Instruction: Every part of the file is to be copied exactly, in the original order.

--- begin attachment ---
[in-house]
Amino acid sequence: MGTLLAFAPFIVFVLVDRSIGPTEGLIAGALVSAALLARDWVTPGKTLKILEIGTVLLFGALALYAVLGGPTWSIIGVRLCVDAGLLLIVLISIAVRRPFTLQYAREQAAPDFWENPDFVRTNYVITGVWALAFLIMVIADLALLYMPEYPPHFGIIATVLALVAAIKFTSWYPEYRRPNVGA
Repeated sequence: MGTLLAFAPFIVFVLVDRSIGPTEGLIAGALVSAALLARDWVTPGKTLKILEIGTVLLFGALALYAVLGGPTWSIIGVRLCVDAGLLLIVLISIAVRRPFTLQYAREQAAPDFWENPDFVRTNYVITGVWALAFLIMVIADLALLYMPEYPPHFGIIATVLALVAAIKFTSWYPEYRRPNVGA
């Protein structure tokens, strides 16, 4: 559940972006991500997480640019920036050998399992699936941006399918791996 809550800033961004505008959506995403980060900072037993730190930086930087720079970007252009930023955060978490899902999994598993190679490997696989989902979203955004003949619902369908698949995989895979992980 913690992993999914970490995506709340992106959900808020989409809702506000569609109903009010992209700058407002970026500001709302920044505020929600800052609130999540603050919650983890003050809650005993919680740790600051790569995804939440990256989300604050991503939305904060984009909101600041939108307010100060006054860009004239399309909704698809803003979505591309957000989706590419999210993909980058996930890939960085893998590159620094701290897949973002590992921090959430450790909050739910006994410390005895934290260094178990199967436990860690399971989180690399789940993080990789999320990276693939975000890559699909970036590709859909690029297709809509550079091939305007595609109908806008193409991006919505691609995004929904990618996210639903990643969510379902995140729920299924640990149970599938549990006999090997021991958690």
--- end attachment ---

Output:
[in-house]
Amino acid sequence: MGTLLAFAPFIVFVLVDRSIGPTEGLIAGALVSAALLARDWVTPGKTLKILEIGTVLLFGALALYAVLGGPTWSIIGVRLCVDAGLLLIVLISIAVRRPFTLQYAREQAAPDFWENPDFVRTNYVITGVWALAFLIMVIADLALLYMPEYPPHFGIIATVLALVAAIKFTSWYPEYRRPNVGA
Repeated sequence: MGTLLAFAPFIVFVLVDRSIGPTEGLIAGALVSAALLARDWVTPGKTLKILEIGTVLLFGALALYAVLGGPTWSIIGVRLCVDAGLLLIVLISIAVRRPFTLQYAREQAAPDFWENPDFVRTNYVITGVWALAFLIMVIADLALLYMPEYPPHFGIIATVLALVAAIKFTSWYPEYRRPNVGA
């Protein structure tokens, strides 16, 4: 559940972006991500997480640019920036050998399992699936941006399918791996 809550800033961004505008959506995403980060900072037993730190930086930087720079970007252009930023955060978490899902999994598993190679490997696989989902979203955004003949619902369908698949995989895979992980 913690992993999914970490995506709340992106959900808020989409809702506000569609109903009010992209700058407002970026500001709302920044505020929600800052609130999540603050919650983890003050809650005993919680740790600051790569995804939440990256989300604050991503939305904060984009909101600041939108307010100060006054860009004239399309909704698809803003979505591309957000989706590419999210993909980058996930890939960085893998590159620094701290897949973002590992921090959430450790909050739910006994410390005895934290260094178990199967436990860690399971989180690399789940993080990789999320990276693939975000890559699909970036590709859909690029297709809509550079091939305007595609109908806008193409991006919505691609995004929904990618996210639903990643969510379902995140729920299924640990149970599938549990006999090997021991958690």